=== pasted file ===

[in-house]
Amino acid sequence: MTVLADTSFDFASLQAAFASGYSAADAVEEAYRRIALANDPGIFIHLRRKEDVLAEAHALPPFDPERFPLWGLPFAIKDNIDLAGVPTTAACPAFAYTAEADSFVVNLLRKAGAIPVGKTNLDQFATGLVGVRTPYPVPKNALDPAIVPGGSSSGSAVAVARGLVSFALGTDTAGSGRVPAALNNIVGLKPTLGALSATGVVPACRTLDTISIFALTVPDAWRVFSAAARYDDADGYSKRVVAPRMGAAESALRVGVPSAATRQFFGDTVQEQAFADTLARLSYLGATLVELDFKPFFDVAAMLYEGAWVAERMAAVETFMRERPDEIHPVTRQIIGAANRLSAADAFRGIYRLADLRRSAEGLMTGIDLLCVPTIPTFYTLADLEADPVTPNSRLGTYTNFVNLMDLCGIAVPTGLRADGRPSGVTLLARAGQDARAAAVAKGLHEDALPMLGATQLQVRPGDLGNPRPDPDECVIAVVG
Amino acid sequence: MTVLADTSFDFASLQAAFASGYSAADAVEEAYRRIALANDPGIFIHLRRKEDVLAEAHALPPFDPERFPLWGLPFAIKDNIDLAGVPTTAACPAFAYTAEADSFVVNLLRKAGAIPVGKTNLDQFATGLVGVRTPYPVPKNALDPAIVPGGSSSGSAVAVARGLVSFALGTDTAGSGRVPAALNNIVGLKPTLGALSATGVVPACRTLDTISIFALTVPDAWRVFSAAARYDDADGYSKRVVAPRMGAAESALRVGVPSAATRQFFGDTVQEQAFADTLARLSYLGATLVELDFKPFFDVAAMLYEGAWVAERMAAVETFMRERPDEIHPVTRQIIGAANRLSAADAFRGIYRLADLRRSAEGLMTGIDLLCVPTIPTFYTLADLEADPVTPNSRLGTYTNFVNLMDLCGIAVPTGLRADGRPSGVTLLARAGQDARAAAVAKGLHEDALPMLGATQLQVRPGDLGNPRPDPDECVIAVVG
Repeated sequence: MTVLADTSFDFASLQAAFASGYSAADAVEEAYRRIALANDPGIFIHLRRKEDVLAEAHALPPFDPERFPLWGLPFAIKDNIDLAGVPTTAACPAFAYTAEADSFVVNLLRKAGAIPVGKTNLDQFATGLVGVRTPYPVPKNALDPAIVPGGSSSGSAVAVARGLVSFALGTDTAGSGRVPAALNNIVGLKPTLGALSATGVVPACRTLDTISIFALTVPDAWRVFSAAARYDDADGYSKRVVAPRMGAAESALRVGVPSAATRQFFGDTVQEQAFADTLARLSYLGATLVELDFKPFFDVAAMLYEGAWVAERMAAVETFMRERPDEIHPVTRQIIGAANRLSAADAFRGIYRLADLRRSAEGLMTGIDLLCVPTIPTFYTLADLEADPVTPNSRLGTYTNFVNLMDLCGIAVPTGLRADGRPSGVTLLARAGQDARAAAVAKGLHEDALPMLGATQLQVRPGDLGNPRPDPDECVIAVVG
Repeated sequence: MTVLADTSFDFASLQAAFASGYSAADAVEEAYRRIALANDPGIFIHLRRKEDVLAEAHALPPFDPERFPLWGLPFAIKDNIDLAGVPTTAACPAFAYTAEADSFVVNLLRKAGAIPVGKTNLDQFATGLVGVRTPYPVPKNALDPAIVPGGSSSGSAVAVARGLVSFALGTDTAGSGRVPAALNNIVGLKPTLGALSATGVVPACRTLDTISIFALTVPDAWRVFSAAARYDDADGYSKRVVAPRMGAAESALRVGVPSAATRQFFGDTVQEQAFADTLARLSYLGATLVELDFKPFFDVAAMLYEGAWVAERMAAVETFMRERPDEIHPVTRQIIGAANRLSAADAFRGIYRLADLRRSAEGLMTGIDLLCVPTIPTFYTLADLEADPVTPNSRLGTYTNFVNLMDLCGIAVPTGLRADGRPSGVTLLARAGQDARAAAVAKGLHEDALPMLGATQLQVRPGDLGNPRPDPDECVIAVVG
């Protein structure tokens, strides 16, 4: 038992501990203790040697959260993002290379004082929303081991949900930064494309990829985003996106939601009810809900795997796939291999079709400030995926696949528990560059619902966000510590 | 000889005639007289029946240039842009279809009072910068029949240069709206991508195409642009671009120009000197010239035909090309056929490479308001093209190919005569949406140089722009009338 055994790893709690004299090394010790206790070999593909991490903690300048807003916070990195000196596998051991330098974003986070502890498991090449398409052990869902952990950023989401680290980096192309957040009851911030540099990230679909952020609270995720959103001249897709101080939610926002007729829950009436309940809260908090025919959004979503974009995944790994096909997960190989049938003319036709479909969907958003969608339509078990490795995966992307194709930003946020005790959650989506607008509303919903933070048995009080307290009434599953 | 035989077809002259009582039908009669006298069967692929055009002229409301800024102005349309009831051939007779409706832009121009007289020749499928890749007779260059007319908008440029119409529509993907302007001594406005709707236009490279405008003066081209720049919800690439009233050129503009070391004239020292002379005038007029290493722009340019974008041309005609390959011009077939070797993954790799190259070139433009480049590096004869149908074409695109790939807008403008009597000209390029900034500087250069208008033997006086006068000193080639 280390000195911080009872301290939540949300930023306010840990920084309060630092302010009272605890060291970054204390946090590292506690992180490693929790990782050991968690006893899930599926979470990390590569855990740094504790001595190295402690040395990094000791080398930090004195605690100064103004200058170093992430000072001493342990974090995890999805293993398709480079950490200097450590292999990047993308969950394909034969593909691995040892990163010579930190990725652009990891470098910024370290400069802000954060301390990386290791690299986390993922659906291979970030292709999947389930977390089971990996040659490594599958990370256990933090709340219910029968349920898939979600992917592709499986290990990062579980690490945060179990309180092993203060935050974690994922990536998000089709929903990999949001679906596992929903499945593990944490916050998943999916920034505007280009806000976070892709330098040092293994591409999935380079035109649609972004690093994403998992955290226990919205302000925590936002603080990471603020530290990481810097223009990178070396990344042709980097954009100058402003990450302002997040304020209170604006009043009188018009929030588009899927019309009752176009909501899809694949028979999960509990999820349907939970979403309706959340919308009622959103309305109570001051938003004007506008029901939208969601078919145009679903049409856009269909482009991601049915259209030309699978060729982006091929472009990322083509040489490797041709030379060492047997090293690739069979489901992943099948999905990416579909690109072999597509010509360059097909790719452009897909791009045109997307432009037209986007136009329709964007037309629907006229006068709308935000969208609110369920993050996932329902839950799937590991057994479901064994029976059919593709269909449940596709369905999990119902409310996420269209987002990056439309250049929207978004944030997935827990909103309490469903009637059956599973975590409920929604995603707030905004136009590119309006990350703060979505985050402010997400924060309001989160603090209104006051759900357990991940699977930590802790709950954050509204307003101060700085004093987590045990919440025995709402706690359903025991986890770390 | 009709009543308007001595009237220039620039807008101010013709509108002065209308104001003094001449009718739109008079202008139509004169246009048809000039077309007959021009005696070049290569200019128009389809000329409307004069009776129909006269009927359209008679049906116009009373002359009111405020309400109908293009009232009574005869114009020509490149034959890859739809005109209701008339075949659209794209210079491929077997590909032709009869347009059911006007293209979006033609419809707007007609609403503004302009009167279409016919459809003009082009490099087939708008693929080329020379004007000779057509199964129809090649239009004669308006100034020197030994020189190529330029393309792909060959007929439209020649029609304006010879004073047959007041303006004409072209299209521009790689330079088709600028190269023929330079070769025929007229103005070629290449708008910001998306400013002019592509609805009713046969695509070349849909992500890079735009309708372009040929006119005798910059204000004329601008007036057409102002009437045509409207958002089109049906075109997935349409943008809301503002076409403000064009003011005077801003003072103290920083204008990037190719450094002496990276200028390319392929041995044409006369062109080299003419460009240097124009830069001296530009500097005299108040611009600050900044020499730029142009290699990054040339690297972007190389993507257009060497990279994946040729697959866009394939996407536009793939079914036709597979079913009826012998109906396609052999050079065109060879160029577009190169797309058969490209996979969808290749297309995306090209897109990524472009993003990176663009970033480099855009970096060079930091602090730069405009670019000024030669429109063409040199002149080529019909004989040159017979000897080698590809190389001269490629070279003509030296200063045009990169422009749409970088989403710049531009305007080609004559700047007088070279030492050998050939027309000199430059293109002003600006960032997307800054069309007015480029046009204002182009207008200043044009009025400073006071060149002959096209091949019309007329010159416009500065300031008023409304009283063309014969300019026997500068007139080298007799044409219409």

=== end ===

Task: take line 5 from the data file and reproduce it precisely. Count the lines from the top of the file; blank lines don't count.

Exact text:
Repeated sequence: MTVLADTSFDFASLQAAFASGYSAADAVEEAYRRIALANDPGIFIHLRRKEDVLAEAHALPPFDPERFPLWGLPFAIKDNIDLAGVPTTAACPAFAYTAEADSFVVNLLRKAGAIPVGKTNLDQFATGLVGVRTPYPVPKNALDPAIVPGGSSSGSAVAVARGLVSFALGTDTAGSGRVPAALNNIVGLKPTLGALSATGVVPACRTLDTISIFALTVPDAWRVFSAAARYDDADGYSKRVVAPRMGAAESALRVGVPSAATRQFFGDTVQEQAFADTLARLSYLGATLVELDFKPFFDVAAMLYEGAWVAERMAAVETFMRERPDEIHPVTRQIIGAANRLSAADAFRGIYRLADLRRSAEGLMTGIDLLCVPTIPTFYTLADLEADPVTPNSRLGTYTNFVNLMDLCGIAVPTGLRADGRPSGVTLLARAGQDARAAAVAKGLHEDALPMLGATQLQVRPGDLGNPRPDPDECVIAVVG